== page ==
We have all heard the claim in our society that the rich are getting richer and the poor are getting poorer. It is true that there are a lot of poor people in the world. Jesus told us that the poor would always be with us (Mark 14:7). However, capitalism, where individuals own the means of production (and not the government) has caused more people to emerge from poverty than any time in history.
Before discussing the poor and those in poverty we should start with some definitions. The poor are those who live in poverty. Extreme poverty is defined by economists as those who live on less than a dollar a day (this is subsistence-level or minimal). Relative poverty is simply the gap between the richest and poorest in a society.
Think about how life was 300 years ago. People were uneducated, poor, and unhealthy. The technology that exists today was not around back then. The industrial revolution had not yet started. Most people had one set of clothes and wore no underwear. These clothes would have been made of wool. Weavers would have been making thread by hand and then taking months to slowly craft a piece of fabric with the help of another weaver by hand. Most people did not travel more than ten miles outside where they were born. Entire families worked in fields (including children) to scrape out a subsistence level living working 50-70 hours per week. The average global lifespan was about 24 years, ¼ of children died in childbirth, and half of children died by the age of 5.
With the rise of technology the wealth and health of every society increased anywhere it was free to spread. The capital, which was the technology that transferred the labor from people to machines, allowed greater productivity, wealth, and health. This capital also made goods available in massive amounts to everyone more cheaply than could be obtained from hand-made goods. This privately owned capital improved the lives of everyone. Even the poor became better off as a result of the societal wealth increasing. What is the evidence for this?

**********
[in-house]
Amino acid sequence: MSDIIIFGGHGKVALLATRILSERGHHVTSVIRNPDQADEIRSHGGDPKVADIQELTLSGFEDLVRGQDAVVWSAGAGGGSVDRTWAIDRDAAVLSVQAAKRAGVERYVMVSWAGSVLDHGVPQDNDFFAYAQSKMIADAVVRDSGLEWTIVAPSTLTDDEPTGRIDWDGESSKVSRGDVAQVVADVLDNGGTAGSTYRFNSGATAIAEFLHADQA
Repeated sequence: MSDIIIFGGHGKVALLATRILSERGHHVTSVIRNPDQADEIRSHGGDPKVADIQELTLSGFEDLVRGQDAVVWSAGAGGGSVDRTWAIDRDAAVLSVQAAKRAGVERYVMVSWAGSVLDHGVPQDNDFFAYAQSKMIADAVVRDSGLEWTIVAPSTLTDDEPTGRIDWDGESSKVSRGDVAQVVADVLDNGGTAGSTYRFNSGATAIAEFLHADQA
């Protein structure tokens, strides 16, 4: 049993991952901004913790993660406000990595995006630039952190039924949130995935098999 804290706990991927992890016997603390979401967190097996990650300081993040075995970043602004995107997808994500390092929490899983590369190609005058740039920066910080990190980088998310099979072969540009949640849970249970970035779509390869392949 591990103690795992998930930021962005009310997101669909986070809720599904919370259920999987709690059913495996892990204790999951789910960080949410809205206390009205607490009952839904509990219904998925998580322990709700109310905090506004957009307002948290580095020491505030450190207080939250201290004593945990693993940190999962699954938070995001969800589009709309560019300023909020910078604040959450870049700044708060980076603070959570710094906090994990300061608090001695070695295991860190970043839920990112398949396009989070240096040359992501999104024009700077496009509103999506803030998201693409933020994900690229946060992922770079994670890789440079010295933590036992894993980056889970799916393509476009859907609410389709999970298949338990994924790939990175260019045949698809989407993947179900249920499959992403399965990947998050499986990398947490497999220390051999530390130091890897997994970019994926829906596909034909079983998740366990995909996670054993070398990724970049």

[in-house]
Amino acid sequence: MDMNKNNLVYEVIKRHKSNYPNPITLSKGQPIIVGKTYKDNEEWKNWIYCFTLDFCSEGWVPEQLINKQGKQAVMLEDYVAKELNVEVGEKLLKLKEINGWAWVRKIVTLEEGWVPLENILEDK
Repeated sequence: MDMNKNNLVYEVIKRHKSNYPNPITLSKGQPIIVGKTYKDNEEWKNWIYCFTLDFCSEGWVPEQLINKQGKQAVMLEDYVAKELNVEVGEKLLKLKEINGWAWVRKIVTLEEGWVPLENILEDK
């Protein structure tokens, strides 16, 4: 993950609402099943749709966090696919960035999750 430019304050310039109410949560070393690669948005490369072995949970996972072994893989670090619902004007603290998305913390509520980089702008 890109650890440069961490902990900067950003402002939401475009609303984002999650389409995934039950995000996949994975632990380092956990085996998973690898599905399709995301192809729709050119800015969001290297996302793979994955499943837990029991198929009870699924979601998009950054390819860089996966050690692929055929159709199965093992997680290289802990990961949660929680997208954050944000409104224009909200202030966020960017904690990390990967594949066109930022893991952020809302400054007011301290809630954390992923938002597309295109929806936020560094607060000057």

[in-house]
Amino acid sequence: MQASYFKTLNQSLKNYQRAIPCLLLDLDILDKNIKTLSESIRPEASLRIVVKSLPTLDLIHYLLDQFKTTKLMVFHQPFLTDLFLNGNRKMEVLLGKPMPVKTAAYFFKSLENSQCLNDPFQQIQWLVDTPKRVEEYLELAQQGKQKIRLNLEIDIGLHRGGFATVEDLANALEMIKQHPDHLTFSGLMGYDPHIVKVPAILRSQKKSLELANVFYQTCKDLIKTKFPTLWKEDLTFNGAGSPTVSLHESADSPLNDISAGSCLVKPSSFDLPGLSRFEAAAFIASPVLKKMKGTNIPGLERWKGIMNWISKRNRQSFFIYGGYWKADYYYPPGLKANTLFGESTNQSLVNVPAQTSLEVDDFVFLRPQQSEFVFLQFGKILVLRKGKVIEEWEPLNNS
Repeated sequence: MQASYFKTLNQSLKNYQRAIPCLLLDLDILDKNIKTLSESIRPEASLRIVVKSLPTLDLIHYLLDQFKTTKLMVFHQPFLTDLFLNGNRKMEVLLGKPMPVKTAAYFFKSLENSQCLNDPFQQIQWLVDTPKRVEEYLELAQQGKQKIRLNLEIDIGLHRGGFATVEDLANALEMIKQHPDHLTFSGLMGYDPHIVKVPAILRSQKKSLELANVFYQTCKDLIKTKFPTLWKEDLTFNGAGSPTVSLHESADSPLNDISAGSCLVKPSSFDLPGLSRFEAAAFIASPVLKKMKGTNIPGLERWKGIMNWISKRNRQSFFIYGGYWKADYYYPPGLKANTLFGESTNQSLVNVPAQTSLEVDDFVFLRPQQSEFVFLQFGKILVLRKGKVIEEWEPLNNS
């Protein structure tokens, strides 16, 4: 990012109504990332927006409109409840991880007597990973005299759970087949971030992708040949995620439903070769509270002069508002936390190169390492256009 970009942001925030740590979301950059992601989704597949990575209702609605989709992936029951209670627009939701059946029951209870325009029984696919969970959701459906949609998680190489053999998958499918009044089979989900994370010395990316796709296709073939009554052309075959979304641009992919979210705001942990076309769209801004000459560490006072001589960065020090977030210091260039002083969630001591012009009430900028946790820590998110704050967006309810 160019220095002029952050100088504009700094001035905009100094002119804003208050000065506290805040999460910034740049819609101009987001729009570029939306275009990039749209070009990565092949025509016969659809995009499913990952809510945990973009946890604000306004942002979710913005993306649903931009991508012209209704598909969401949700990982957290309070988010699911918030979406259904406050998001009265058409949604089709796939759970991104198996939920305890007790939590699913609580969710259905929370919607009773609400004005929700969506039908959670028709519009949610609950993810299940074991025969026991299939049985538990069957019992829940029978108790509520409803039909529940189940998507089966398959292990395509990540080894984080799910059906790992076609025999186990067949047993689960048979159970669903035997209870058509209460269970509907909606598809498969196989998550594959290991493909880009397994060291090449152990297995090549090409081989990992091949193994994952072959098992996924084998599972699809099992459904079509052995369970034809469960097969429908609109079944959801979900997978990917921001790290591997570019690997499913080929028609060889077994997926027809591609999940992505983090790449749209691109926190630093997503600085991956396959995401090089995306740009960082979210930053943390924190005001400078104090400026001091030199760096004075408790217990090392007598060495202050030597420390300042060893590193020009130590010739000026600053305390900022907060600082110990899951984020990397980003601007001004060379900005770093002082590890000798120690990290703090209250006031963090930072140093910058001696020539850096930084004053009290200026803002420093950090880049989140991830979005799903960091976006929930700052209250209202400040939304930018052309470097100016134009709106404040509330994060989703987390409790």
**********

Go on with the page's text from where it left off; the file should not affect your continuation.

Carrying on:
Consider that 84% of the world lived in extreme poverty in the early 1800s. The normal condition of everyone throughout all history before then is everyone was poor and sick. The global population has exploded and multiplied 7 times since then. As of 1980, according to the World Bank, 44% of the world population lived in this extreme poverty. As of 2015 the number of people living in extreme poverty has fallen to less than 10%. What has caused such a dramatic shift in the number of people living in poverty in the last 200 years? What lifted millions from the plight of extreme poverty?
One way to discover this answer is to look at the Index of Economic Freedom. This Index measures the freedom of 186 countries. What it shows is that those countries that have the most freedom also have the most wealth. People can flourish more and become more healthy and wealthy with property rights, rule of law, and fewer barriers to trading with others. This freedom has led to an explosion in wealth, health, and has lifted billions from poverty around the world.
What then should we make of that claim about the rich and poor? If you look at the facts you’ll see, at least in America, it is not the case that the rich get richer and the poor get poorer. This assumes that the size of the amount of wealth in society is fixed. The economic fallacy in this type of reasoning is called the fixed pie fallacy. As a matter of fact, due to the amount of wealth increasing in our society we have more goods, services, and wealth available now than in the past. This means that both the poor and rich are getting better off. Ask yourself, would you rather be poor in America or in a third world country? If you look, the poor in America actually have more than the middle class in Europe on average. The reason is that when wealth is being created new things come into existence that didn’t previously exist.
Armed with these facts, Christians should not condemn capitalism for causing poverty. Keep in mind, the majority of people in the world were poor throughout all of history until the rise of capitalism. So, next time you hear the claim, “The richer are getting richer…,” you should finish the sentence, “and the poor are getting richer too.”